Real Leaders are Authentic, Even When They’re Wrong
Harvard Business School professor Bill George says more people of character ought to run for office... but probably won't.
Bill George: Take two contrasting leaders, President George Bush, whose policies I didn't like, and President Barack Obama, who sometimes wasn't the greatest administrator in the world, but both of them are people of character and they've been true to who they are. I can disagree with the policies or I can disagree with the way they run the government; it doesn't mean they're not people of character. And I think they're quite authentic. Unfortunately, a lot of times in politics with the high media intensity and the long cycle we have — I mean right now we're in the middle of a political campaign that's running 16 months, 18 months; that's way too long. How about six weeks like the Brits do it? But you do test people in that period, but you get into a lot of media playing the media. I'm not blaming the media; I'm just saying they play the media and it creates a lot of attention and they say dumb things. Today's world, everything you say is going to come back to haunt you. Everything I say on this show is like recorded for all times. Everything I write in my new book, Discover Your True North, I've got to stand behind for all time. I could admit that I was wrong, but you said it. I said it and it's with you. So I would like to see more authentic people running for president and holding political office, unfortunately I think a lot of authentic people, leaders have gotten turned off by the whole process.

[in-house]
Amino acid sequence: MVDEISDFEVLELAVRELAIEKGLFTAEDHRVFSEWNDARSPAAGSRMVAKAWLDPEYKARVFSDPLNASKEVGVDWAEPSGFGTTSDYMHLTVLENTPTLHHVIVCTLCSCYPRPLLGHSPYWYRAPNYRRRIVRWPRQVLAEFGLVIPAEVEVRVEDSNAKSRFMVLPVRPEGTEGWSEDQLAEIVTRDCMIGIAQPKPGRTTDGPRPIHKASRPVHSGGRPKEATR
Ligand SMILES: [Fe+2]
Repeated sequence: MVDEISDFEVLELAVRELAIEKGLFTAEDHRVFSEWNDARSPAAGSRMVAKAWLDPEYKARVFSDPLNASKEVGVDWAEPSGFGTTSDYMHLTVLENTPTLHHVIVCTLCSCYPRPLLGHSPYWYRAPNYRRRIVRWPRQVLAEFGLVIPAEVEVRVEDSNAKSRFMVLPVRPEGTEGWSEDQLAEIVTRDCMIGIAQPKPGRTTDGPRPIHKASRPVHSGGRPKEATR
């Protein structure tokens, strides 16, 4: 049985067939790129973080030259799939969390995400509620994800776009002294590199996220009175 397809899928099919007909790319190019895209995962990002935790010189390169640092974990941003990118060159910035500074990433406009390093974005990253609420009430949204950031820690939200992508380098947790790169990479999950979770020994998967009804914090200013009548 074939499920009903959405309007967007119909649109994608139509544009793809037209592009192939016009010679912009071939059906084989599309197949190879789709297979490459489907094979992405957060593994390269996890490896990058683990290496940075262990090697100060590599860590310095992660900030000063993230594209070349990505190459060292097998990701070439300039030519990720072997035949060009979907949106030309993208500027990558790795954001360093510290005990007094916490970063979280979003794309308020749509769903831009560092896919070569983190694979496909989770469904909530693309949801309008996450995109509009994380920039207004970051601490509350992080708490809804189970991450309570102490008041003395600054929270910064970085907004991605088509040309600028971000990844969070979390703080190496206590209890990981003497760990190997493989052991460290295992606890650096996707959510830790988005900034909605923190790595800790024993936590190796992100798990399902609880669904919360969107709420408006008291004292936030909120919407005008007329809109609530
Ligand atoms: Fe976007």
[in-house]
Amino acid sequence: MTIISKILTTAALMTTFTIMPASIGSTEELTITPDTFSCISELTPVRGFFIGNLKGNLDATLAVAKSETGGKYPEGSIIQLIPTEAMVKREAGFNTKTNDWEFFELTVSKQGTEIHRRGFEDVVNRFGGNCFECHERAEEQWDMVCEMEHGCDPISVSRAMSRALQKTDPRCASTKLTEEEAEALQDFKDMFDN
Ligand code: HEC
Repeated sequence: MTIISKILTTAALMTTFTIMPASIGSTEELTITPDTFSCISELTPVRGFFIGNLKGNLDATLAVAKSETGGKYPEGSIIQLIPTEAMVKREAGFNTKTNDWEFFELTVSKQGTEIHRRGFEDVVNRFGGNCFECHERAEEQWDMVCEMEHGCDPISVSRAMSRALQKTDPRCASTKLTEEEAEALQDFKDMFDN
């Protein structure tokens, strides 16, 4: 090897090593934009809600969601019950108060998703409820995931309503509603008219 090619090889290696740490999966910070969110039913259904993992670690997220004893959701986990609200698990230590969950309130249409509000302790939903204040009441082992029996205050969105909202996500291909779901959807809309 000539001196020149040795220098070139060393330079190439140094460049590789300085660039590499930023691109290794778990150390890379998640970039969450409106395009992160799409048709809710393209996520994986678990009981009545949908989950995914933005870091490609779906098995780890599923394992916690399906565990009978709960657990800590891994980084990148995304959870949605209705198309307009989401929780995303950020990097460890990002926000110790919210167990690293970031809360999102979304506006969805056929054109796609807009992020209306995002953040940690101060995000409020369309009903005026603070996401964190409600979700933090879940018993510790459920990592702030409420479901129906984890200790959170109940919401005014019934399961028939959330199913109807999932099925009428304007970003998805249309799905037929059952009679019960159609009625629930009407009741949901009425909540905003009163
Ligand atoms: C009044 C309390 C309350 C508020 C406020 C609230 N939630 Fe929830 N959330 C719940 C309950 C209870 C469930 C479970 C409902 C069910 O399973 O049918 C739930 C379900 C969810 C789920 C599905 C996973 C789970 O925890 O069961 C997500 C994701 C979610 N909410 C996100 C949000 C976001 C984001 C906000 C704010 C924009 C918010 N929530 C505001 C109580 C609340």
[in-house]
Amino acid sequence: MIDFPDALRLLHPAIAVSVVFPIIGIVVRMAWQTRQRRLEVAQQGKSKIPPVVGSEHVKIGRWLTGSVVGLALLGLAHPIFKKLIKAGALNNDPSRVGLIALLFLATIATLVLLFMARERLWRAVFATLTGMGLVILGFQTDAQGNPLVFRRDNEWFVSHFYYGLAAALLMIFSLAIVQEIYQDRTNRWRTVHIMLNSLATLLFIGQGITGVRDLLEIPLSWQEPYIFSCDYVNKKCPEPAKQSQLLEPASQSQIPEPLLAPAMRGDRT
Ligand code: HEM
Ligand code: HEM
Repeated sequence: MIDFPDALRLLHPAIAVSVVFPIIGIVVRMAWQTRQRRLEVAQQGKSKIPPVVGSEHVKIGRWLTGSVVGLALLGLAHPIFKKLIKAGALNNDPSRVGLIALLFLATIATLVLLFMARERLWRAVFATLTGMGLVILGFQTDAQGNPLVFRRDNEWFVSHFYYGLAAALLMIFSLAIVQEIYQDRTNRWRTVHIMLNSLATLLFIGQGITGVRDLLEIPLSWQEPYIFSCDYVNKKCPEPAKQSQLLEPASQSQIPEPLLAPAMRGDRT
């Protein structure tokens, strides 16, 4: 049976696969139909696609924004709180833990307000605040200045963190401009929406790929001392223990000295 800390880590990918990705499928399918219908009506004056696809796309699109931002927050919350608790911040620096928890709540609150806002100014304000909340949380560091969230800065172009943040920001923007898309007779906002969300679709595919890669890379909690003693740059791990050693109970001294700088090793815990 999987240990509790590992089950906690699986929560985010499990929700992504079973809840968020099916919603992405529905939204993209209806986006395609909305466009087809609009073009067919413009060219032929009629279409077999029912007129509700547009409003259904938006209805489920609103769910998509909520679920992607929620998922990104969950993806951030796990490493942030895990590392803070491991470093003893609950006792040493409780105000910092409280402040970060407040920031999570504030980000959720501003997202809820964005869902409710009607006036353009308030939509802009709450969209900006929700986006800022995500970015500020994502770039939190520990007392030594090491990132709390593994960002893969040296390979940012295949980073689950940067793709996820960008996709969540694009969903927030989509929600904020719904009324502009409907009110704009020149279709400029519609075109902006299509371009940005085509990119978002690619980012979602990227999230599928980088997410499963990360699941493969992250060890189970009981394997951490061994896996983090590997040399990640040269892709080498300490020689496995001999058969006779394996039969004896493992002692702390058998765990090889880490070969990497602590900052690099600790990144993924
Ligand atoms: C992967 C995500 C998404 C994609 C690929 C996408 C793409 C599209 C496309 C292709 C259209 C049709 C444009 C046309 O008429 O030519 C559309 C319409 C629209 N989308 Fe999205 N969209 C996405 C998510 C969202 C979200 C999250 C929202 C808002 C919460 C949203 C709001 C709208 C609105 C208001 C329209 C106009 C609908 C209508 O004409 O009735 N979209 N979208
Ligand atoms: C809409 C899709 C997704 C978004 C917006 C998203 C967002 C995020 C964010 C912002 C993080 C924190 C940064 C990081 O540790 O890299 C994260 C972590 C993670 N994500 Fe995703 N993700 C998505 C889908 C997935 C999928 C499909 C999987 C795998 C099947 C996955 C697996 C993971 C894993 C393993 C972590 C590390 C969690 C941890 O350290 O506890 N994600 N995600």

Donald Trump is an amazing phenomenon. I didn't like him, especially didn't think he was authentic when he was running his companies because it was all about him. It was a big ego trip with Donald and it's all about charisma or even fame charisma or trying to look good trying to attract people to you who's not about serving other people. And then he did the Apprentice show and I didn't like the approach — I've got fired. Now he's running for office. I don't think he's ever held an office in his life, so he certainly is not credentialed to be president of the United States. I hate to think his finger's on the nuclear bomb. That would worry me a whole lot. But actually he'll say one thing and then say something totally different a few months later. He says whatever suits him. And there's a lot of anger there towards different groups and he really is dividing various groups, exact opposite of what I believe. I believe we accept people for who they are. If you were born outside of the United States, if you're a different gender, different color, different sexual preference, we accept people for who they are. It's what happens to the person inside, not attacking people kind of generically. I think this is wrong so I'm not at all happy with the Donald Trump phenomenon. But I admit it's attracted a lot of people and many other people are angry at the government too, so he's attracting them.